Disclaimer: I do not own these characters.
Author notes: In total disbelief of the way in which Faith reacted to and forgave her father so quickly in season nine of Angel and Faith comics, I attempted to reason out what she might have been thinking and feeling to do so. Here is the result.
She should not go to him.
She should not think of how he had looked at her with that familiar sheepish smile, his eyes glittering now with anger or intoxication, but with a softer emotion, something suspiciously like hope. She should not think of the way her name had sounded on his tongue, of how long she had wished to hear him speak it aloud, face to face, with affection and relief in his tone. She should not picture the way his face had sagged when she ordered him away, how he had shuffled with his shoulders slumped and defeated, callused hands buried deep in the pockets of his jacket.
Faith should not be feeling even a twinge of pity for her father, not now, not ever. And she certainly shouldn’t feel a need to bite down on the inside of her cheeks to keep herself from calling out his name.
No, what she should remember, what she should keep sharply within the focus of her thoughts, was all the reasons this man, her father, she had not seen, spoken to, or contacted in any way for almost a decade. What she should remember was his stained clothing, reeking of nicotine, and the whiskey lacing his breath, seeming to emanate from his pores. She should remember him more interesting in drinking than paying attention to or providing for Faith and her mother some days, how he could not keep a job for long enough to always pay rent or buy food. She should remember unpaid water and electrical bills, going to school hungry and in the same clothes she’d worn the day before because neither of her parents noticed she hadn’t washed or changed her clothes. Faith should remember how he had never watched her school plays or showed up sober for her softball games, how she never seemed to go to the dentist or doctor even when it was needed.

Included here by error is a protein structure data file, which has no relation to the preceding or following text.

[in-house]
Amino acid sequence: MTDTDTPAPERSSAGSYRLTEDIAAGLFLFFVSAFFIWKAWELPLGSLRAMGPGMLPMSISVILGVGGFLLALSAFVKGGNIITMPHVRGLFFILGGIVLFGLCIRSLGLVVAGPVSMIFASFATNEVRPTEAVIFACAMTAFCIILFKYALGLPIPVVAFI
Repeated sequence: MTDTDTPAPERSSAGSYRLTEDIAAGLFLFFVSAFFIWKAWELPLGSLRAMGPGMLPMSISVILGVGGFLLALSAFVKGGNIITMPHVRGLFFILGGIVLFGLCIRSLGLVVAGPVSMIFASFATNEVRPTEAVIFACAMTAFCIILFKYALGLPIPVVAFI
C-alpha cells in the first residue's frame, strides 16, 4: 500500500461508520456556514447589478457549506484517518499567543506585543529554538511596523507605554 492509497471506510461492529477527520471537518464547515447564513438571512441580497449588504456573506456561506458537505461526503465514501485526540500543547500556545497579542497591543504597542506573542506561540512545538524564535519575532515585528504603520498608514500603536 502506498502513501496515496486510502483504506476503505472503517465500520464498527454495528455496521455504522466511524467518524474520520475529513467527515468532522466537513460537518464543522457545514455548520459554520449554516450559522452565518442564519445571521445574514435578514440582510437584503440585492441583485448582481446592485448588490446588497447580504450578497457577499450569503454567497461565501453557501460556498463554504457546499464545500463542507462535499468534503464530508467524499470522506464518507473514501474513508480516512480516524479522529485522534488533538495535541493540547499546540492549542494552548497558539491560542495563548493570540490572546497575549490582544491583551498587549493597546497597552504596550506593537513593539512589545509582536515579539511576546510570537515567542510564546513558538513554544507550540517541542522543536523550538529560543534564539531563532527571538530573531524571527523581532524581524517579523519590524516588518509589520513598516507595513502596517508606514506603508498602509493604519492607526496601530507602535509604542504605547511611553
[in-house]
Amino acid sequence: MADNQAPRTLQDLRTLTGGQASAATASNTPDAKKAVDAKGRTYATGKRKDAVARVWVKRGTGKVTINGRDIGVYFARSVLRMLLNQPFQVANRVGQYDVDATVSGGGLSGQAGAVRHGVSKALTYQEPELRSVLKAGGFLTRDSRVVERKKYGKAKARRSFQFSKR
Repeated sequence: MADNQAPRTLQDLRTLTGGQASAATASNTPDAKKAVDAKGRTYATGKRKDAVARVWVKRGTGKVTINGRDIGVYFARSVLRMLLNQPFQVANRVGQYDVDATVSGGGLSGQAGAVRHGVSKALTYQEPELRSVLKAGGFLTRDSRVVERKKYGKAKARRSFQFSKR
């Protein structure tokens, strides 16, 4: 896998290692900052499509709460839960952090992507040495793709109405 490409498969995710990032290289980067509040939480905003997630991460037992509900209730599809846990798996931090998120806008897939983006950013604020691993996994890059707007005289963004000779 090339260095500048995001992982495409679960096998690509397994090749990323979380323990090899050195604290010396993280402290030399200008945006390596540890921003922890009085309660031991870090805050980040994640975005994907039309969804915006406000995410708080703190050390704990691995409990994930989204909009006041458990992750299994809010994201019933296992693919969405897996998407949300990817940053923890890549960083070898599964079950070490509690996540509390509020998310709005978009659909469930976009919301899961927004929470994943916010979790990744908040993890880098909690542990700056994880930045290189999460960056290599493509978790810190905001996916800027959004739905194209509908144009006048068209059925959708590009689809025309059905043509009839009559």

That man who called out her name with such gladness, that man who had tracked her down all the way to London and somehow managed to afford a plane ticket there, for all those hours to fly here, all that money and time on the chance that Faith would speak to him, that she would give him a chance…she shouldn’t think about that or what it meant, how it may be possible he had changed. She should think about the terrible screaming fights he and her mother had gotten into when they were deep in the bottle, how Faith had been forced to either shut the door of her bedroom and cover her ears, hoping to block out the raised voices penetrating the apartment’s thin walls, or else try to get in between them to stop them, which would often result in her getting blows to the face or slaps or pinches, whether accidentally or otherwise. She should think about the time one of her parents, and it could have been her father or her mother, either one, had grabbed her arm in an effort to thrust her away and very painfully dislocated her shoulder in the process, then stood dumbstruck as Faith screamed, unable to decide whether to call 911 for fear they would be charged with child abuse.
Then there was his tendency to drink until he passed out, his head hanging at an awkward angle on the couch, how he had sometimes been so hung over the slightest noise or defiance from Faith in the morning would send him into a rage, slurred voice rising so loudly she was disgusted and mortified, sure the neighbors must hear. The way he would bring over his drinking buddies, and they would stay up all night, laughing and drinking and smoking heavily as Faith’s mother yelled, nagged, or cried, depending on how much she herself had had to drink that night. The way some of them leered or snickered when Faith walked by, eyes glued to her chest or backside, how some of them had assumed her body was theirs to take or touch as they wished…and how her father had rarely noticed, let alone stopped them.